Barnett’s Stream of Misfortune

By Jake Rossen Jul 23, 2009
Cementing speculation running throughout the industry, the California State Athletic Commission confirmed to that ousted Affliction heavyweight contender Josh Barnett’s urine turned up positive for steroids. Specifically, the metabolite 2a-methyl-5a-androstan-3a-ol-17-one. Rolls right off the tongue, no?

Chemists may recognize 2a-methyl-5a-androstan-3a-ol-17-one as an indicator of the drug Drostanolone, an anabolic commonly used when one wants to avoid the side effect of increased estrogen while reducing body fat and minimizing water retention. (Per, which is lightning-quick in reminding readers that the information shared is for “entertainment purposes only.") Less practical applications include ambitions for mass gain, strength or fighting Fedor Emelianenko.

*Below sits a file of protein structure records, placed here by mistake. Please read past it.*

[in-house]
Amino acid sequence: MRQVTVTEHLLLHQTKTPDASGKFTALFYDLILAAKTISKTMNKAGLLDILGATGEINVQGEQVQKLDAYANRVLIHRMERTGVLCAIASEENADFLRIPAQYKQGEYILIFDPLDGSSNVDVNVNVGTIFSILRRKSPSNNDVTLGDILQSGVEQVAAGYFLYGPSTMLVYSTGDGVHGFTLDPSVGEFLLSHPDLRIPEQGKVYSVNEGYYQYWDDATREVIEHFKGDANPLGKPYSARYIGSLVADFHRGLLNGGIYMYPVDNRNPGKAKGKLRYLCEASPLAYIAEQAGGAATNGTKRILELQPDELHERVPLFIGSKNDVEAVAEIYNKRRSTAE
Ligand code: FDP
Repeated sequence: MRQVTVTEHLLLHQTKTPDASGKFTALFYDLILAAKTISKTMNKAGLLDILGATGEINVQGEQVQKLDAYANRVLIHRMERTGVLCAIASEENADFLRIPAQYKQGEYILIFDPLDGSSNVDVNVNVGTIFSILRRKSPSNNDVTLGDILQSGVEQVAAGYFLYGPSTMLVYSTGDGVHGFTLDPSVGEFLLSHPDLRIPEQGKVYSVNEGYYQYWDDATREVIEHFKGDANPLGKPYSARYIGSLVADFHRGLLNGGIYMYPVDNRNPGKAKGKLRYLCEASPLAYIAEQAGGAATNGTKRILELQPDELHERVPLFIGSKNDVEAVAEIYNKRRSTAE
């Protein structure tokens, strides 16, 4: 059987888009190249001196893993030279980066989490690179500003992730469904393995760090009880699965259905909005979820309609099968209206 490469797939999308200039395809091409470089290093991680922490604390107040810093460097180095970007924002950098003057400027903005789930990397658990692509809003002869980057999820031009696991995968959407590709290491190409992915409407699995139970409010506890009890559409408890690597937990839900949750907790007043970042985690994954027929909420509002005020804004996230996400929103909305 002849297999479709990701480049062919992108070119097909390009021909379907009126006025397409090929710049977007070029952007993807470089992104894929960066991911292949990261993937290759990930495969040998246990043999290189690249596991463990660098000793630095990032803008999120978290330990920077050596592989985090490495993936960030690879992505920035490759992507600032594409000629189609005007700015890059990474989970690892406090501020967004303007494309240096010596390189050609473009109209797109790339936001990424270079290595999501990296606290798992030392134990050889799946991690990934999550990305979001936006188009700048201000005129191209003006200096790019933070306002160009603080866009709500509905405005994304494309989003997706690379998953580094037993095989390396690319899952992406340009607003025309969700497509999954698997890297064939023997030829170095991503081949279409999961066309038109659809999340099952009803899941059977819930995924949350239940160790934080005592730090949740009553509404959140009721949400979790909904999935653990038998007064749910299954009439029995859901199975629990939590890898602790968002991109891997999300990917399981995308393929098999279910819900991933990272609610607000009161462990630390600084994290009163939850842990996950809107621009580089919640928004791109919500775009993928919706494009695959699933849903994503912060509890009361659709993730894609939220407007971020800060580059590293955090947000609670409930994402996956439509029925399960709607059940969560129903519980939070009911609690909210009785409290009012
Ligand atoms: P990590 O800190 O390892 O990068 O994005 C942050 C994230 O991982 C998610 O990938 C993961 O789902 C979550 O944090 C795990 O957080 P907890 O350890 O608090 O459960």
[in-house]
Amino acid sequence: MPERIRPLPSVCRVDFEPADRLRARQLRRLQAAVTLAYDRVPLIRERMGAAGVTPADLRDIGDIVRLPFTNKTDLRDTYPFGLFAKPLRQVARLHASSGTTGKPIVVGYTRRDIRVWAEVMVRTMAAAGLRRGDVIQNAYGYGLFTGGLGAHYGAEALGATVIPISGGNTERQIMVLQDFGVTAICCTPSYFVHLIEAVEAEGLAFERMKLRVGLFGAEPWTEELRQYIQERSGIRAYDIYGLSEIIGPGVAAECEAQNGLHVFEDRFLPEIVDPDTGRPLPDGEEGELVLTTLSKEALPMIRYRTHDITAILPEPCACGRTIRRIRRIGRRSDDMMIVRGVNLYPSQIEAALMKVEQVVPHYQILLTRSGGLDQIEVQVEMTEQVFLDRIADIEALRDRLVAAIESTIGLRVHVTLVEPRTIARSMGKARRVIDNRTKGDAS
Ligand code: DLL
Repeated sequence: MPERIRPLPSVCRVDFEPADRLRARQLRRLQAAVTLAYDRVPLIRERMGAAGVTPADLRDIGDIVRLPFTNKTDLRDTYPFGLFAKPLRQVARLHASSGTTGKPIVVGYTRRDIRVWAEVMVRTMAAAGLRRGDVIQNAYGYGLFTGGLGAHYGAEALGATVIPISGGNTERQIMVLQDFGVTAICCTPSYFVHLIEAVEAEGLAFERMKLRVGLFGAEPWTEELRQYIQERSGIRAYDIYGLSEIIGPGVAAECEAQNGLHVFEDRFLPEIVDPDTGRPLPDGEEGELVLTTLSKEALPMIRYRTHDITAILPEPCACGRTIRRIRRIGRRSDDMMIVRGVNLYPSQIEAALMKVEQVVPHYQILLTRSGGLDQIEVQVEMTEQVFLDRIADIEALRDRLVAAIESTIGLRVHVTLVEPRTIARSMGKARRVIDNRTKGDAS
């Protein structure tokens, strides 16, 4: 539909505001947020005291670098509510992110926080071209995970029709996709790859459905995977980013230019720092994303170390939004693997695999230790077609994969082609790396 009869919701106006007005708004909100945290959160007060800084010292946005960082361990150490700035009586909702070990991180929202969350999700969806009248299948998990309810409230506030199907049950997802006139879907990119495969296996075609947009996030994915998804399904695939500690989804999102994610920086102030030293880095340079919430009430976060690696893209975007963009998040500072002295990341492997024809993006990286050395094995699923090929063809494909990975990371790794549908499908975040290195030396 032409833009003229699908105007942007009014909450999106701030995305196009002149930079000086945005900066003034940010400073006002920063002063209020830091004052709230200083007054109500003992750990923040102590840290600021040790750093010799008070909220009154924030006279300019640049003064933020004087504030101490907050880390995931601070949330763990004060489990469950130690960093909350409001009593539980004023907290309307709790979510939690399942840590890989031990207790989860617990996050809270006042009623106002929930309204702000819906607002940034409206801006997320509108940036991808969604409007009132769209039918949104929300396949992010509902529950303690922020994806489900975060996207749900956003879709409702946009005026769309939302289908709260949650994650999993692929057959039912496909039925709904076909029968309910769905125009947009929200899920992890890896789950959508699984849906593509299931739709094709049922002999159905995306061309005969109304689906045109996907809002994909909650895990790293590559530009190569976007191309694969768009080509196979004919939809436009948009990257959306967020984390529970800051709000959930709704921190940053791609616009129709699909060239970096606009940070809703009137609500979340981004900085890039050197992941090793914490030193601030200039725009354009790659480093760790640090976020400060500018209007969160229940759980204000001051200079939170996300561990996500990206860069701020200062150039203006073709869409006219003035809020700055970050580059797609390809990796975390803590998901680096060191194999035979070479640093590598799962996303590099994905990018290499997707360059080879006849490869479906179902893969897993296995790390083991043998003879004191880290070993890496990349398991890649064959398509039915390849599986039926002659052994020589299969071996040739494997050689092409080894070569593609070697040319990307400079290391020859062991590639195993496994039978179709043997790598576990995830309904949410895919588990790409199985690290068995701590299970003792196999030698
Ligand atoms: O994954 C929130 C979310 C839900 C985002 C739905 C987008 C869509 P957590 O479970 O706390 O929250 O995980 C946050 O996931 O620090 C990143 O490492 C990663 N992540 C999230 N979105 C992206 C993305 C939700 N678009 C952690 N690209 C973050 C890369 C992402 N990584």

While I hate to paint Barnett with too heavy a brush before more facts are known, it is somewhat rare to see smoke in the absence of fire. This is Barnett’s second career pharmaceutical controversy, the initial one being possibly the first example of a (publicly disseminated) positive steroid test in mixed martial arts. In 2002, Barnett was alleged to have used -- among other drugs -- Boldenone, a veterinary steroid that promotes a stronger appetite and better protein synthesis.

He will almost certainly appeal the result, as most athletes do when confronted with a boiling urine sample. If he didn’t do it, he didn’t do it. But if he did, it would be refreshing to hear an athlete admit responsibility -- as Hermes Franca
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